Jennifer Hull ’92
Hull’s nonfiction work recounts the harrowing tale of—to quote the subtitle—“an earthquake, a legendary mountain guide, and Everest’s deadliest day.” It centers on a man who’s famous in the mountaineering world: Dave Hahn, a professional guide who holds the record (fifteen) for summiting Everest as a non-Sherpa climber. In you-were-there detail, Hull describes the 2015 quake in which eighteen people died at Base Camp in Nepal—a tragedy that unfolded in the shadow of a 2014 avalanche that had taken the lives of sixteen Sherpas. “He found himself considering whether it would feel better to die from an avalanche off of the peak of Nuptse, or from one off of Everest’s west shoulder,” she writes of Hahn’s thoughts as the quake hit. “He also took stock of the possibilities that the ice shelf on which they were camped could collapse out from under them or could break loose and slide 3,000 feet down into the Icefall.”
Paul Cody, MFA ’87
Cody’s latest literary novel is narrated by a seventeen-year-old boy named Trey, who grew up above his family’s funeral home in an unorthodox and sometimes frightening household. Now heavily medicated and confined in a psychiatric ward for adolescents after a possible suicide attempt, he struggles to recall his often traumatic past as he seeks to heal. “There’s always mist and fog, and a good deal of sleep,” Cody writes in Trey’s voice. “There’s still that faraway feeling, like everything’s happening way over there. The other side of the hall is the other side of the world. The grey-blue carpet on the floor is an ocean.” A former editor at CAM, Cody has authored several novels including Eyes Like Mine, So Far Gone, and the young-adult book Love Is Both Wave and Particle.
Mimi Lee Reads Between the Lines
Jennifer Ng Chow ’01
The second volume in Chow’s “Sassy Cat” mystery series, which began with Mimi Lee Gets a Clue, has the titular heroine trying to solve the murder of a schoolteacher—a crime in which Mimi’s own sister may be a suspect—while running her successful L.A. pet grooming salon, Hollywoof. Once again, Mimi has the investigatory aid of Marshmallow, her telepathic (and often curmudgeonly) feline friend; this time, a kitten with the same power joins the adventure. Publishers Weekly calls Chow’s new book a “sprightly sequel” and “catnip for fans of talking cat cozies.” Her previous work includes young adult fare: a paranormal tale set in nineteenth-century California and several mysteries starring amateur sleuth Winston Wong.
Inventing the World
In what Publishers Weekly calls “a delightful and informative cabinet of wonders,” the professor emerita of anthropology explores the many ways in which advances made during the 1,100-year tenure of the Venetian Republic have shaped and informed the modern world—from the development of financial systems and concepts of public health to the invention of forks and sunglasses. “Today, no one thinks of Venice as a mover and shaker of human culture,” Small writes. “It’s perceived as an open-air museum, preserved in amber. We do not consider, even for a moment, how this city continues to be a great influence on how we operate today.” Small’s previous books include Our Babies, Ourselves—about how biology and culture shape parenting practices—and What’s Love Got to Do with It?, a look at the evolution of human mating.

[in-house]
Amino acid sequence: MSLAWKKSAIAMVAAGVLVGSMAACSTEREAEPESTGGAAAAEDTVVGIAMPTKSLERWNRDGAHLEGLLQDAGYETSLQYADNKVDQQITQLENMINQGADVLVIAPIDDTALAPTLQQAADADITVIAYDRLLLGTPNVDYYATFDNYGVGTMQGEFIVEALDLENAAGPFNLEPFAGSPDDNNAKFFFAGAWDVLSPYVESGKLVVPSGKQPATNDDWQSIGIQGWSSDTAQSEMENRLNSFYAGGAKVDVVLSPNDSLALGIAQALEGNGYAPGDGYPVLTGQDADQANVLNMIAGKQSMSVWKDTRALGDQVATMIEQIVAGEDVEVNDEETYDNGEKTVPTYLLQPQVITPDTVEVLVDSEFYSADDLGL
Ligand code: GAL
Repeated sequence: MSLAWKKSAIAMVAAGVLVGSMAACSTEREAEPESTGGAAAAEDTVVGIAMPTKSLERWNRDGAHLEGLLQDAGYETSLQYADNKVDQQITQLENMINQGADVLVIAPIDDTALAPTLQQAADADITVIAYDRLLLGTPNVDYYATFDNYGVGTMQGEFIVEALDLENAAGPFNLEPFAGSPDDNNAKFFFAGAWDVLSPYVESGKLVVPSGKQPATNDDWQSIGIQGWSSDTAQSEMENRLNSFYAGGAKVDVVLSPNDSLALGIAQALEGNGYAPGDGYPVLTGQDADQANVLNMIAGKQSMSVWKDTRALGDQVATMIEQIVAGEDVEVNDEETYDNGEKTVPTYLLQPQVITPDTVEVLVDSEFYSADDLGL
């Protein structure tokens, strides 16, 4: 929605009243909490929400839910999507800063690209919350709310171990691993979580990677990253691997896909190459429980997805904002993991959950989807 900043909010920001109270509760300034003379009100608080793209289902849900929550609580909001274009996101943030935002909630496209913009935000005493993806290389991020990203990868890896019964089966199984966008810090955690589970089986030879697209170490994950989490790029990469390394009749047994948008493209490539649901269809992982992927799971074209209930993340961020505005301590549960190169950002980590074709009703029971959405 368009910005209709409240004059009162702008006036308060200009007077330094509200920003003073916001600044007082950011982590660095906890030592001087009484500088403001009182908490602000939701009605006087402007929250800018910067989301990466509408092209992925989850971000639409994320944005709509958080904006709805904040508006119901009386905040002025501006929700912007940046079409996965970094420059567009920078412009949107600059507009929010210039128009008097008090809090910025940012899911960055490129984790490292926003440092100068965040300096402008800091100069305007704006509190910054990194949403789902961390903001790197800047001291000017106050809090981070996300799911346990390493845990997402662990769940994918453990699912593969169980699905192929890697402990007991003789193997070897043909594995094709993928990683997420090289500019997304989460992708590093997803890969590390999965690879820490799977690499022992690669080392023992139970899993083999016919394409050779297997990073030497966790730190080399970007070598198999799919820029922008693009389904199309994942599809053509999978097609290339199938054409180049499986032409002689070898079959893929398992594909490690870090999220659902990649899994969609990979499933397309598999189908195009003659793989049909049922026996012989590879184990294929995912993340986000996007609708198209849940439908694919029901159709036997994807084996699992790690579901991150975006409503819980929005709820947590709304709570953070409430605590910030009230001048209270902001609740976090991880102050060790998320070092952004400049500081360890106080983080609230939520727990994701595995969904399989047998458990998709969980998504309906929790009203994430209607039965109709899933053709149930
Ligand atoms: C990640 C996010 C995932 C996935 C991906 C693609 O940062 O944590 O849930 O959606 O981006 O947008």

Tad Tuleja, MA ’68
An author and folklorist, Tuleja has published more than a dozen books on a wide variety of subjects, from professional sales techniques to quirks of the English language. Here, he edits a collection of essays for Utah State University Press on “military culture and its discontents,” with entries on such topics as the art of complaining among soldiers, challenging the chain of command, and legends about horrors that befell deserters during World War I. In addition to penning an introduction and conclusion, Tuleja contributes an essay on irreverent songs popular among soldiers over the decades. As he writes in the intro: “Creative insubordination is as deeply important a feature of military culture as the by-the-book protocols that officially govern it.”
Through Japanese Eyes
Yohko Tsuji, PhD ’91
Tsuji was born in Japan and came to the U.S. for college in the Seventies; she’s now an adjunct associate professor of anthropology on the Hill. Her new book, based on three decades of research at a senior center in Upstate New York, examines old age in America from a cross-cultural perspective, comparing how aging is experienced in her adopted and native countries. “It seems that Americans detest old age because it represents the antithesis of the country’s cultural ideals. In other words, culture is the culprit for the plight of American elders,” Tsuji writes in the introduction. “By contrast, Japanese culture seems to offer a neat prescription for the problems of old age: for example, co-residence with children, an emphasis on interdependence, and the Confucian ethics of filial piety.” The volume is part of the Global Perspectives on Aging series from Rutgers University Press.
To purchase these books and others by Cornellians, or to submit your book for possible mention in Cornell Alumni Magazine, go to cornellalumnimagazine.com/authors.